<?xml:namespace prefix = st1 ns = "urn:schemas-microsoft-com:office:smarttags" /><st1:State w:st="on"><st1:place w:st="on">WASHINGTON</st1:place></st1:State><o:p></o:p> -- A pair of NASA scientists told a group of space officials at a private meeting here Sunday that they have found strong evidence that life may exist today on Mars, hidden away in caves and sustained by pockets of water.

    <o:p> </o:p>

    <st1:PlaceName w:st="on"></st1:PlaceName><st1:PlaceName w:st="on"></st1:PlaceName><st1:PlaceType w:st="on"></st1:PlaceType><st1:place w:st="on"></st1:place><o:p></o:p>The scientists, Carol Stoker and Larry Lemke of NASA’s Ames Research Center in Silicon Valley, told the group that they have submitted their findings to the journal Nature for publication in May, and their paper currently is being peer reviewed.

    <o:p> </o:p>

    <o:p></o:p>What Stoker and Lemke have found, according to several attendees of the private meeting, is not direct proof of life on Mars, but methane signatures and other signs of possible biological activity remarkably similar to those recently discovered in caves here on Earth.

    <o:p> </o:p>

    Stoker and other researchers have long theorized that the Martian subsurface could harbor biological organisms that have developed unusual strategies for existing in extreme environments. That suspicion led Stoker and a team of U.S. and Spanish researchers in 2003 to southwestern Spain to search for subsurface life near the Rio Tinto<o:p></o:p> river—so-called because of its reddish tint—the product of iron being dissolved in its highly acidic water.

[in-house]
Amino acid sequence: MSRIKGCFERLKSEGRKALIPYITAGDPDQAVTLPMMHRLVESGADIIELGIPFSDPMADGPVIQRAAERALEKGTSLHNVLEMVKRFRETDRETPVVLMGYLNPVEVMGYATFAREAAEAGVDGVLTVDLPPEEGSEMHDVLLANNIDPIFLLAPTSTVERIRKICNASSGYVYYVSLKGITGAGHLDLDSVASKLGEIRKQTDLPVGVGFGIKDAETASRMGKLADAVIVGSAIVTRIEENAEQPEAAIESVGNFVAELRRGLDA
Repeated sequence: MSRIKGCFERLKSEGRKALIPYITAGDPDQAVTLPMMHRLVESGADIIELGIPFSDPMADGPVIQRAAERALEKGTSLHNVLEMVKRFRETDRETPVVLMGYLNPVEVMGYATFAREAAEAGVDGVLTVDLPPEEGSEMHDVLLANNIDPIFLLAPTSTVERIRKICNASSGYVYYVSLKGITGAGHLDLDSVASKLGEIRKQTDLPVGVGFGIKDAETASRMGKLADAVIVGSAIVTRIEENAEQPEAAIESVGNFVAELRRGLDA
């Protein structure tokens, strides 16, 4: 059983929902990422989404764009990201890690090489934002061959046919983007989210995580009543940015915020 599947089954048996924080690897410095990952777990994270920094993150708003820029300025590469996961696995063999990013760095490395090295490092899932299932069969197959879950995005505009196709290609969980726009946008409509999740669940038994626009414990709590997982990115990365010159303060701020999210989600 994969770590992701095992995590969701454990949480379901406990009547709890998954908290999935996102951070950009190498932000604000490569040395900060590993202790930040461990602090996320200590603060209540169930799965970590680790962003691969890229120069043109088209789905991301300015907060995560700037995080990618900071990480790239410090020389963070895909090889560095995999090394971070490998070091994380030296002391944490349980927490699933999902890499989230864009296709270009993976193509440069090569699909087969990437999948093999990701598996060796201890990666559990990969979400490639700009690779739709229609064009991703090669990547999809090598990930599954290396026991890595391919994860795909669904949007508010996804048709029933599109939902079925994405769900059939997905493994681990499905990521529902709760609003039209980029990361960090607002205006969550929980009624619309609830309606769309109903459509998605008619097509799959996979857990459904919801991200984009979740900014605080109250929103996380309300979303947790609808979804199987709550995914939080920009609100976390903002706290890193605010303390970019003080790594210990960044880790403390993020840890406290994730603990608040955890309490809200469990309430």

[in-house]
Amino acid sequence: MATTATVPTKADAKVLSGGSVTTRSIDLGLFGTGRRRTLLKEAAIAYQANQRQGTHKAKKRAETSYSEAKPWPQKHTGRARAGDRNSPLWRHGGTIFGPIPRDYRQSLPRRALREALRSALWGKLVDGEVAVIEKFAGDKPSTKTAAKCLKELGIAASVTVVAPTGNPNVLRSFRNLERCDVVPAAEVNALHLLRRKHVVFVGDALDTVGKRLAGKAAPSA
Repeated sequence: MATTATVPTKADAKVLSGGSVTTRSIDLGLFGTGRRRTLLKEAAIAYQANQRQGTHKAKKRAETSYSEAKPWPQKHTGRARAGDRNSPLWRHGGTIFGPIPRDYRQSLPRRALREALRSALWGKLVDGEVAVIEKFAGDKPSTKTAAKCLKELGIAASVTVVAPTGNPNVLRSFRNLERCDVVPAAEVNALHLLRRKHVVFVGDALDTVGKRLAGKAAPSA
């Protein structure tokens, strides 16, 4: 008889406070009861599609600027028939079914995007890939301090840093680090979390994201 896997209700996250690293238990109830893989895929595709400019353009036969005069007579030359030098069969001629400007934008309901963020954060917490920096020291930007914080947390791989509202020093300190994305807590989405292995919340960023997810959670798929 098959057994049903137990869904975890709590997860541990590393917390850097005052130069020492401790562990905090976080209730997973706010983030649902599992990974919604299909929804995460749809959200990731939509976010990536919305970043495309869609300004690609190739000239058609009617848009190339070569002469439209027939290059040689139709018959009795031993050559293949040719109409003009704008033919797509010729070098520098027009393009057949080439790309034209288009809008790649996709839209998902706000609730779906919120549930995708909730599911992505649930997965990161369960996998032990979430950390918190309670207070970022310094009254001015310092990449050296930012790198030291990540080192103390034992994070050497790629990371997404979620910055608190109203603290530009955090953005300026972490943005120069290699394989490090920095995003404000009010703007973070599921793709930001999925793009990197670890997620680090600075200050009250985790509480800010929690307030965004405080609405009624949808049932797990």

<o:p> </o:p>

    <st1:City w:st="on"><st1:place w:st="on"></st1:place></st1:City><o:p></o:p>Stoker did not respond to messages left Tuesday on her voice mail at Ames.

    <o:p> </o:p>

    Stoker told SPACE.com in 2003, weeks before leading the expedition to southwestern Spain, that by studying the very acidic Rio Tinto<o:p></o:p>, she and other scientists hoped to characterize the potential for a “chemical bioreactor” in the subsurface – an underground microbial ecosystem of sorts that might well control the chemistry of the surface environment.

    <o:p> </o:p>

    Making such a discovery at Rio Tinto, Stoker said in 2003, would mean uncovering a new, previously uncharacterized metabolic strategy for living in the subsurface. “For that reason, the search for life in the Rio Tinto<o:p></o:p> is a good analog for searching for life on Mars,” she said.

    <o:p> </o:p>